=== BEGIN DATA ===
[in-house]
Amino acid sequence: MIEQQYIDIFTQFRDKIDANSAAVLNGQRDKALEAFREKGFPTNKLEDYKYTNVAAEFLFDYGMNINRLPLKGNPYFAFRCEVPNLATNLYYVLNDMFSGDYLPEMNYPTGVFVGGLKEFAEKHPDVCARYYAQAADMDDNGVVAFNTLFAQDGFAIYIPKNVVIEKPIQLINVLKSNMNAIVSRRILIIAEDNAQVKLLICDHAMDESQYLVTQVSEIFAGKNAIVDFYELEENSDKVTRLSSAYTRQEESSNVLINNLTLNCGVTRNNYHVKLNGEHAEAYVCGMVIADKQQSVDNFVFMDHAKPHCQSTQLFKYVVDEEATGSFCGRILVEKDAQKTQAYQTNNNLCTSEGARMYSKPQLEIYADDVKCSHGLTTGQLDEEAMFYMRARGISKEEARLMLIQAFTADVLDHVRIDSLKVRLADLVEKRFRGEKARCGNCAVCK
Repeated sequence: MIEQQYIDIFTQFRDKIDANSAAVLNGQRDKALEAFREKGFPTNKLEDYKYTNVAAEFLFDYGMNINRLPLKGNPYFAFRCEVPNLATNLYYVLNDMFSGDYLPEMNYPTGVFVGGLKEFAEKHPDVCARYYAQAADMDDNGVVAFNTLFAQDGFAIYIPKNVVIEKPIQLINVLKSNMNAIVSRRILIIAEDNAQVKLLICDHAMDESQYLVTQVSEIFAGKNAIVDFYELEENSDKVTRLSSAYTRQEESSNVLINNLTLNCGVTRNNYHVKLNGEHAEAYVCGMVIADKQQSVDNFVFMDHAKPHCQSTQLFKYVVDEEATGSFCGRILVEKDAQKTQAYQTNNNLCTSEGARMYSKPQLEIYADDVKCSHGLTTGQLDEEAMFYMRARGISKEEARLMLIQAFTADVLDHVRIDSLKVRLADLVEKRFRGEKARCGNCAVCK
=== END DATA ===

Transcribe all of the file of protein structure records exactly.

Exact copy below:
[in-house]
Amino acid sequence: MIEQQYIDIFTQFRDKIDANSAAVLNGQRDKALEAFREKGFPTNKLEDYKYTNVAAEFLFDYGMNINRLPLKGNPYFAFRCEVPNLATNLYYVLNDMFSGDYLPEMNYPTGVFVGGLKEFAEKHPDVCARYYAQAADMDDNGVVAFNTLFAQDGFAIYIPKNVVIEKPIQLINVLKSNMNAIVSRRILIIAEDNAQVKLLICDHAMDESQYLVTQVSEIFAGKNAIVDFYELEENSDKVTRLSSAYTRQEESSNVLINNLTLNCGVTRNNYHVKLNGEHAEAYVCGMVIADKQQSVDNFVFMDHAKPHCQSTQLFKYVVDEEATGSFCGRILVEKDAQKTQAYQTNNNLCTSEGARMYSKPQLEIYADDVKCSHGLTTGQLDEEAMFYMRARGISKEEARLMLIQAFTADVLDHVRIDSLKVRLADLVEKRFRGEKARCGNCAVCK
Repeated sequence: MIEQQYIDIFTQFRDKIDANSAAVLNGQRDKALEAFREKGFPTNKLEDYKYTNVAAEFLFDYGMNINRLPLKGNPYFAFRCEVPNLATNLYYVLNDMFSGDYLPEMNYPTGVFVGGLKEFAEKHPDVCARYYAQAADMDDNGVVAFNTLFAQDGFAIYIPKNVVIEKPIQLINVLKSNMNAIVSRRILIIAEDNAQVKLLICDHAMDESQYLVTQVSEIFAGKNAIVDFYELEENSDKVTRLSSAYTRQEESSNVLINNLTLNCGVTRNNYHVKLNGEHAEAYVCGMVIADKQQSVDNFVFMDHAKPHCQSTQLFKYVVDEEATGSFCGRILVEKDAQKTQAYQTNNNLCTSEGARMYSKPQLEIYADDVKCSHGLTTGQLDEEAMFYMRARGISKEEARLMLIQAFTADVLDHVRIDSLKVRLADLVEKRFRGEKARCGNCAVCK